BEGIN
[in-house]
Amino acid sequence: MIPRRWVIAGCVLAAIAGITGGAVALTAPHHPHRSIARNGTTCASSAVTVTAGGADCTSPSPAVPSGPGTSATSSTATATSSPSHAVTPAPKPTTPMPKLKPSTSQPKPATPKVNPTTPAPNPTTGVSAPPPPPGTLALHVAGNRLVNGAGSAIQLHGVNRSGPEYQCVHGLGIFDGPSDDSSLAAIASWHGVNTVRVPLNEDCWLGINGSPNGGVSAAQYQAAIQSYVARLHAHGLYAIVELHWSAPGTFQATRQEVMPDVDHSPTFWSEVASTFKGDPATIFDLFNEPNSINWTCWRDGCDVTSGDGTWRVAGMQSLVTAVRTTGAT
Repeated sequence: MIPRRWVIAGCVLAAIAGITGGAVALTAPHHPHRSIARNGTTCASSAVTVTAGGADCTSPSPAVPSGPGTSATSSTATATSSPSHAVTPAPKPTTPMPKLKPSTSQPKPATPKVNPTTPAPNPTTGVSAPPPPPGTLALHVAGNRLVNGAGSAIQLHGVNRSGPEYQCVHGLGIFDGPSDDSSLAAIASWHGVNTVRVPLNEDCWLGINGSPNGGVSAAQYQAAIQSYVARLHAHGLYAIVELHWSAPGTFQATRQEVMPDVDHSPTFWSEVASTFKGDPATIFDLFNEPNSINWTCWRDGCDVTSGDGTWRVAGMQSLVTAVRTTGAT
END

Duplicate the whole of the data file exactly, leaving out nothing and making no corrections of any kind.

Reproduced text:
[in-house]
Amino acid sequence: MIPRRWVIAGCVLAAIAGITGGAVALTAPHHPHRSIARNGTTCASSAVTVTAGGADCTSPSPAVPSGPGTSATSSTATATSSPSHAVTPAPKPTTPMPKLKPSTSQPKPATPKVNPTTPAPNPTTGVSAPPPPPGTLALHVAGNRLVNGAGSAIQLHGVNRSGPEYQCVHGLGIFDGPSDDSSLAAIASWHGVNTVRVPLNEDCWLGINGSPNGGVSAAQYQAAIQSYVARLHAHGLYAIVELHWSAPGTFQATRQEVMPDVDHSPTFWSEVASTFKGDPATIFDLFNEPNSINWTCWRDGCDVTSGDGTWRVAGMQSLVTAVRTTGAT
Repeated sequence: MIPRRWVIAGCVLAAIAGITGGAVALTAPHHPHRSIARNGTTCASSAVTVTAGGADCTSPSPAVPSGPGTSATSSTATATSSPSHAVTPAPKPTTPMPKLKPSTSQPKPATPKVNPTTPAPNPTTGVSAPPPPPGTLALHVAGNRLVNGAGSAIQLHGVNRSGPEYQCVHGLGIFDGPSDDSSLAAIASWHGVNTVRVPLNEDCWLGINGSPNGGVSAAQYQAAIQSYVARLHAHGLYAIVELHWSAPGTFQATRQEVMPDVDHSPTFWSEVASTFKGDPATIFDLFNEPNSINWTCWRDGCDVTSGDGTWRVAGMQSLVTAVRTTGAT